By Chuck Thomas / in Blog, Branding & Market Views / June 14, 2018
What is the most important asset for success in business? A new idea? A strong team? Lean manufacturing? A sales
plan? A huge email list or Twitter following? Location?
This question is something like the old desert island query: “If you were stranded on a remote desert island and could have one book, what would it be? It is said that the renowned British satirist turned theologian G.K. Chesterton and several other literary figures were once asked that question.
“The complete works of Shakespeare,” said one writer without hesitation.
“I choose the Bible,” said another.
“How about you?” they asked Chesterton.
“I would choose Thomas’ Guide to Practical Shipbuilding,” replied Chesterton.
So, returning to the business question, what would you say is your most important business holding?
I’d suggest that the clear answer, though perhaps hidden in open sight like the ship building rejoinder, is trust. There is nothing more important in a business than trust: internally with employees, with customers, with vendors, with partners. It is vital to your relationships at every point of contact.
Whether you’re beginning a business from scratch, re-creating an existing organization, or looking to take a company from acceptable to extraordinary, establishing and maintaining trust is the most important task you have as a leader. Trust is the very currency of commerce. Without it, everything breaks down, with no meaningful or enduring exchange.
Trust is granted when people and the institutions that they lead are consistently living their values and keeping their promises. Certainly, that is easier said than done. But every company and organization can begin at the core, with the chief executive looking within and then sharing the values that are foundational to everything he or she does. It can be the first step to earning trust.
Organizations can grow without trust for a short term, but it is not a sustainable or profitable strategy. Great companies create, nurture and harvest trust quickly and efficiently. Companies that are not growing do not know how to build trust and are often selling on price alone.
Four pillars of trust are always in play anytime anyone is engaging another. Regardless of age, ethnic background, language, culture. Regardless of product, service, industry niche or size—these elements determine your trust quotient.
We understand the importance of shared values in our personal relationships and friendships. If we don’t share a view of the world and an outlook on what things are vitally important or what standards of conduct aren’t negotiable and what principles go without saying, relationships are going to be short-lived.
We know instinctively that the same is true in our business relationships, yet the culture of a company or industry, or the intense pressures of competition or corporate quotas can move values quietly to the side. That’s why leadership is so important. Without the north star of shared values, a company can lose its right to be trusted. Its products can lose their reputation for quality and trustworthiness. Employees are keeping their backs to the wall. The desire to take chances and to innovate is muted.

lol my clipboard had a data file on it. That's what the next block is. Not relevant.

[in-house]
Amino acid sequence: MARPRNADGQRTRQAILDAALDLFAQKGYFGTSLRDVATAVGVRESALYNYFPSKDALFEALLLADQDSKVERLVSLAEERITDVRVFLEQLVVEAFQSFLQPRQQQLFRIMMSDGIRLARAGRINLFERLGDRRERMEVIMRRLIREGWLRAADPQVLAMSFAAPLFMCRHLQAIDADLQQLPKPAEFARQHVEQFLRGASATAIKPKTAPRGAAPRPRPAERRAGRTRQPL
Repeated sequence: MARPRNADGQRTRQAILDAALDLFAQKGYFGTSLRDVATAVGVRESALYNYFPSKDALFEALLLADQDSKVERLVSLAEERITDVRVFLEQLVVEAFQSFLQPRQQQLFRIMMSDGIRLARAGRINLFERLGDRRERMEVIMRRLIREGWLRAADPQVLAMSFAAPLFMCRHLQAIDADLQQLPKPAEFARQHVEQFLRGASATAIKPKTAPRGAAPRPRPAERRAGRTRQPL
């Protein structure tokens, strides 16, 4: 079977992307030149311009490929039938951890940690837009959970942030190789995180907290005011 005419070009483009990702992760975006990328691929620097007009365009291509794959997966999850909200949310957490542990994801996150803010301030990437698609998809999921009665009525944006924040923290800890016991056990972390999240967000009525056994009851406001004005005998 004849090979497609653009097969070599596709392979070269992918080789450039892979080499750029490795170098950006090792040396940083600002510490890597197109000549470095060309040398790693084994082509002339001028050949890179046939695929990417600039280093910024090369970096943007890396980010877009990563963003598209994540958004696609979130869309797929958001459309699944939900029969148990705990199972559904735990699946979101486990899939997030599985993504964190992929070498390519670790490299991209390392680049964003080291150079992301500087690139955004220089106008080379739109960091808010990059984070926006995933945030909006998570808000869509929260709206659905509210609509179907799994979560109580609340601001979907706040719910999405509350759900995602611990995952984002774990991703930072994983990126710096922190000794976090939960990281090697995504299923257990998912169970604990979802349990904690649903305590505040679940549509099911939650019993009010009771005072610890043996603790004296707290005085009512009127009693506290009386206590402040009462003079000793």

Shared values are a pillar of trust-building.
To stay with the nautical theme a little longer, if you’re crew on a vessel, you can share values with other hard working and knowledgeable sailors that will help you survive in a storm. But if the captain hasn’t decided or won’t tell you the destination, it’s going to be a difficult and unproductive trip. Similarly, in a company, values without vision won’t take you very far (at least not in the right direction). A group of dedicated people with a common vision can more easily stay aligned and keep the ship surging in a straight line in the right direction.
It is only the company with shared vision that can be trusted to deliver over the long run. Although a business plan can be principled without vision, it will not produce the steady plan and long-term profitability of a group with a clear and well-communicated vision.
A shared vision builds trust.
Shared values and vision create a philosophical, spiritual, and emotional connection. But they can be left on the table, or more commonly just posted on the break room wall or in the reception area. The question: Is someone going to own it? Will the rhetoric be turned into action?
To create trust, it must be cultural wisdom to take responsibility for company practices, relationships and communications. Leaders and employees at every level will be rewarded for stepping forward to take the responsibility for moving forward, for initiatives that succeed and that fail. To own up to wrongs and make them right.
No one trusts a person or a company that won’t take responsibility. We all watch if those around us will pass this ‘trial of trust,’ assuming responsibility.
Values, vision and assumed responsibility create promises. Trust is established when those promises are always kept. We all love promises, assurances of future action. But they are worthy only if they are kept. That is obvious to us in human relations, but it is just as evident when we operate within a company, as a business produces products and offers them to their customers, and as it maintains relationships with those consumers.
Trust is bolstered by promises kept; it’s destroyed—most often irreparably—when we fail to deliver on our promises.
The next time you feel like your business is on a desert island, check your trust. Ask these questions:
Valcort can help you measure the level of trust within your organization, and in dealings with customers and others. Read more here about the Valcort Organizational Trust Assessment.